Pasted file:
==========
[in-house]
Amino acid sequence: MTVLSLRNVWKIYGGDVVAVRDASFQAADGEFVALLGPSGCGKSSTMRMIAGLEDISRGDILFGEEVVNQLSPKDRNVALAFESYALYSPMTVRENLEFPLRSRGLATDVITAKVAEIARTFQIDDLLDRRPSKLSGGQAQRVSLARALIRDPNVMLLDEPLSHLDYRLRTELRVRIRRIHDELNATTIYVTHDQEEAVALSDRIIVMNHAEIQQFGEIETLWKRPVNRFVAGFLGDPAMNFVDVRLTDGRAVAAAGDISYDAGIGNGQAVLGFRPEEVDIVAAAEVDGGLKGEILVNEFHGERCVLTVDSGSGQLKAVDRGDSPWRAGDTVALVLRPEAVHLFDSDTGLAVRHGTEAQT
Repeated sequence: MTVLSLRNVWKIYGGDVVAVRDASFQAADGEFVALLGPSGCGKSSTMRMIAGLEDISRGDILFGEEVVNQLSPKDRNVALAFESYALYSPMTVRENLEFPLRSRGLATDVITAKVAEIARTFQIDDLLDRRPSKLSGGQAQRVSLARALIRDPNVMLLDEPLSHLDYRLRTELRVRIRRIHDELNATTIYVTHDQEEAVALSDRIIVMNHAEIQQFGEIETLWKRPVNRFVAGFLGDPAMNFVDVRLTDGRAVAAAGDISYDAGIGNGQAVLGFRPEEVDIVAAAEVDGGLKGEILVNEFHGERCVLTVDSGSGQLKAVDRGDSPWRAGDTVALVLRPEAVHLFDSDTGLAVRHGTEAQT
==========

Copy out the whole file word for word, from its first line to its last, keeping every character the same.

[in-house]
Amino acid sequence: MTVLSLRNVWKIYGGDVVAVRDASFQAADGEFVALLGPSGCGKSSTMRMIAGLEDISRGDILFGEEVVNQLSPKDRNVALAFESYALYSPMTVRENLEFPLRSRGLATDVITAKVAEIARTFQIDDLLDRRPSKLSGGQAQRVSLARALIRDPNVMLLDEPLSHLDYRLRTELRVRIRRIHDELNATTIYVTHDQEEAVALSDRIIVMNHAEIQQFGEIETLWKRPVNRFVAGFLGDPAMNFVDVRLTDGRAVAAAGDISYDAGIGNGQAVLGFRPEEVDIVAAAEVDGGLKGEILVNEFHGERCVLTVDSGSGQLKAVDRGDSPWRAGDTVALVLRPEAVHLFDSDTGLAVRHGTEAQT
Repeated sequence: MTVLSLRNVWKIYGGDVVAVRDASFQAADGEFVALLGPSGCGKSSTMRMIAGLEDISRGDILFGEEVVNQLSPKDRNVALAFESYALYSPMTVRENLEFPLRSRGLATDVITAKVAEIARTFQIDDLLDRRPSKLSGGQAQRVSLARALIRDPNVMLLDEPLSHLDYRLRTELRVRIRRIHDELNATTIYVTHDQEEAVALSDRIIVMNHAEIQQFGEIETLWKRPVNRFVAGFLGDPAMNFVDVRLTDGRAVAAAGDISYDAGIGNGQAVLGFRPEEVDIVAAAEVDGGLKGEILVNEFHGERCVLTVDSGSGQLKAVDRGDSPWRAGDTVALVLRPEAVHLFDSDTGLAVRHGTEAQT